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Second choice

Having worked overseas both on the ground and as a UK based civil engineer for more than 20 years the lack of a second language has not prevented me undertaking work in a sound and professional manner. I agree that the ability to communicate in a second language could be important - however, in which foreign language should the individual become competent? Our peers in Germany, France and Japan have a fairly easy decision since much of our work, in particular in Third World countries, is conducted in English.

To become technically competent and communicate well in English must be the prime objective to achieve chartered status. Once this has been achieved and the direction the individual wishes his /her career to take will determine whether a second language skill is necessary to achieve the individual's aspirations. If an engineer wishes to work in South America then he/she will have to be prepared to put in the hours to learn Spanish. A second language should be seen in the same light as any other specialist skill needed to advance one's career.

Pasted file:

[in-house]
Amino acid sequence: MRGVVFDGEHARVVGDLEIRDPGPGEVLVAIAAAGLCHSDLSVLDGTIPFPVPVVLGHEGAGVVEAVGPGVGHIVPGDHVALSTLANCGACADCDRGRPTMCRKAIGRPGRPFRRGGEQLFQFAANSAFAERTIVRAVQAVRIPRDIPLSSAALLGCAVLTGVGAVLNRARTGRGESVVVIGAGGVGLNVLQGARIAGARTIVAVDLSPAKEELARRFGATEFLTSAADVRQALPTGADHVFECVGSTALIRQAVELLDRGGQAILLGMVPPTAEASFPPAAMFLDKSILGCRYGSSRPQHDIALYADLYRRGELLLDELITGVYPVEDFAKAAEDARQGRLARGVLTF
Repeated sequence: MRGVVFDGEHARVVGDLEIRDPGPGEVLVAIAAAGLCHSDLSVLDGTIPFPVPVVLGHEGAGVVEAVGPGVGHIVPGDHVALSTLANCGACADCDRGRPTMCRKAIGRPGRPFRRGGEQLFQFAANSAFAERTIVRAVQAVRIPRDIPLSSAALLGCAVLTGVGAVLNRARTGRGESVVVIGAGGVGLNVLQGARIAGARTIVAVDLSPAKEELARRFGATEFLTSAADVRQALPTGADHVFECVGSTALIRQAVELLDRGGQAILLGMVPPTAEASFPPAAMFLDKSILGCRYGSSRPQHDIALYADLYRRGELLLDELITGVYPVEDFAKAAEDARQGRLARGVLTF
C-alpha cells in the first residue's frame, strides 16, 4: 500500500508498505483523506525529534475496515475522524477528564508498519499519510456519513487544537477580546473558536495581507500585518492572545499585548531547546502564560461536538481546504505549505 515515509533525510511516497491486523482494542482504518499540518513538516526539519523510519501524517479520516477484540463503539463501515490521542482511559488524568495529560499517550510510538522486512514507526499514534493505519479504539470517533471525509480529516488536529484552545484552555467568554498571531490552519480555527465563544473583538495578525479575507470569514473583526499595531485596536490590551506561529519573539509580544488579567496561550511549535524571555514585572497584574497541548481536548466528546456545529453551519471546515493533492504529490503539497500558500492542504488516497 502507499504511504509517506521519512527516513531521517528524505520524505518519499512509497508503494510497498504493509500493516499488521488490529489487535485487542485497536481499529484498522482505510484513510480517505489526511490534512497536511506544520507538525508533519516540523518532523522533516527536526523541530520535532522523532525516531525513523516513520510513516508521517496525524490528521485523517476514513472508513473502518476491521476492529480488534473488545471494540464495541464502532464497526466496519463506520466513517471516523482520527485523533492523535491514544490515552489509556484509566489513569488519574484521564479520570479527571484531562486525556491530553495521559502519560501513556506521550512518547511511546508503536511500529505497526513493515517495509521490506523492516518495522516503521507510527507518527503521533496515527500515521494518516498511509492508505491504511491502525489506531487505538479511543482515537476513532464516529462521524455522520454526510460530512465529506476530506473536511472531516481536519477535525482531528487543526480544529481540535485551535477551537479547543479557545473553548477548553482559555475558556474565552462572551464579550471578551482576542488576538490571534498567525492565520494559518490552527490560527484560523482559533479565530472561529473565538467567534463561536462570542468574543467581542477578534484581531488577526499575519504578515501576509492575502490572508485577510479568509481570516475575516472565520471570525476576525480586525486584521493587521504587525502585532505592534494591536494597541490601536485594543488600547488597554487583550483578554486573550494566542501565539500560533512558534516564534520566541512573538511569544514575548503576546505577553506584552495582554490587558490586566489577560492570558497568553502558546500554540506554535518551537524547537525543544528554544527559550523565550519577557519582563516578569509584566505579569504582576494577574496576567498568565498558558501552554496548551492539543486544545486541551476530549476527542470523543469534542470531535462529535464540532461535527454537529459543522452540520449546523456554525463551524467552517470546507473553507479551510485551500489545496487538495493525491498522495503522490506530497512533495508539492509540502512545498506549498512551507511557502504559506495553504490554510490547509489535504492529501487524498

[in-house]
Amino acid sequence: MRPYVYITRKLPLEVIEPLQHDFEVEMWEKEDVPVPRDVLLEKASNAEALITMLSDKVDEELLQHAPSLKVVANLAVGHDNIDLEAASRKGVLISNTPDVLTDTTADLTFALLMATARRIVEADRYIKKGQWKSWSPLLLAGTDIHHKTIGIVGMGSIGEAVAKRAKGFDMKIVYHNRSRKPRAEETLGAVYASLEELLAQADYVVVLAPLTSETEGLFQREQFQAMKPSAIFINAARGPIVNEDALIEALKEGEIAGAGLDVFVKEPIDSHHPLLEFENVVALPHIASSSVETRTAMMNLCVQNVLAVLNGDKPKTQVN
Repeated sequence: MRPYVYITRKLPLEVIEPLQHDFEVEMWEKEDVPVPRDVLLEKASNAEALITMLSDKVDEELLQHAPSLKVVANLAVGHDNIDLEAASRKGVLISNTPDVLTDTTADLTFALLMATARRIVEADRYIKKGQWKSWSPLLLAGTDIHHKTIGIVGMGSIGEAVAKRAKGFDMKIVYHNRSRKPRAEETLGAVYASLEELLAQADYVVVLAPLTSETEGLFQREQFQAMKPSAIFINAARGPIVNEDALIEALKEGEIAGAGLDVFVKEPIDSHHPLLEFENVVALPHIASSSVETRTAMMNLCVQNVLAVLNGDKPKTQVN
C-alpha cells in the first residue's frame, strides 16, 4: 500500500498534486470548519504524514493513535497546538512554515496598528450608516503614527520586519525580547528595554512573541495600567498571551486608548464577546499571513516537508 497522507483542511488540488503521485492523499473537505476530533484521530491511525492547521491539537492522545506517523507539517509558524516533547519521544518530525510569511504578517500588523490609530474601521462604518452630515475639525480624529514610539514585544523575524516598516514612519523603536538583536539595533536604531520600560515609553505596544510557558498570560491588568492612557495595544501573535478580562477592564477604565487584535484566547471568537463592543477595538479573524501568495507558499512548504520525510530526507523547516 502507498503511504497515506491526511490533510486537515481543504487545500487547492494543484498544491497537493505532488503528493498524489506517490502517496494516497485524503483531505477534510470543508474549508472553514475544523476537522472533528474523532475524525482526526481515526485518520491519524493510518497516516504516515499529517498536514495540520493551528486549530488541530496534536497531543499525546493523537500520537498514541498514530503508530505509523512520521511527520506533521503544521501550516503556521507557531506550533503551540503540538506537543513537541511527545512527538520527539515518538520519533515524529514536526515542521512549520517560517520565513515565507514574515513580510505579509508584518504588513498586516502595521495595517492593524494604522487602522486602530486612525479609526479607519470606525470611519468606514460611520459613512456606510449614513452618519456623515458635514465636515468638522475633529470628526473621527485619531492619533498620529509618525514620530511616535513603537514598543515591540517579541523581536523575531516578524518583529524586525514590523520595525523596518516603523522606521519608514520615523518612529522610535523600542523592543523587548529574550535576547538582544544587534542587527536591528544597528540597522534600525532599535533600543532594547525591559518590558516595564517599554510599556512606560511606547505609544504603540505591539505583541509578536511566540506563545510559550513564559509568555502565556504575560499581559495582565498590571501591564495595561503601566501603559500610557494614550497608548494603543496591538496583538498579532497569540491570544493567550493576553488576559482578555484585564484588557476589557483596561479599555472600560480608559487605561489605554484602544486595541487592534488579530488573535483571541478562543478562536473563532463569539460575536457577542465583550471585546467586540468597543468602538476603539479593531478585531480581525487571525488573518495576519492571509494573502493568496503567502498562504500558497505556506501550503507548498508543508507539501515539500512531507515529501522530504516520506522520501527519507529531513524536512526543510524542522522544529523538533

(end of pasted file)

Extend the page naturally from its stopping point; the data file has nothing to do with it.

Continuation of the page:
It makes no sense to learn a language just to pass an exam. Languages learned in such a fashion, like muscles, become wasted if not used. I support GSNC rejection of ICE's plan.

Albie Hope, (F), WSP International, 814 Brighton Road, Purley, Surrey CR8 2BR.

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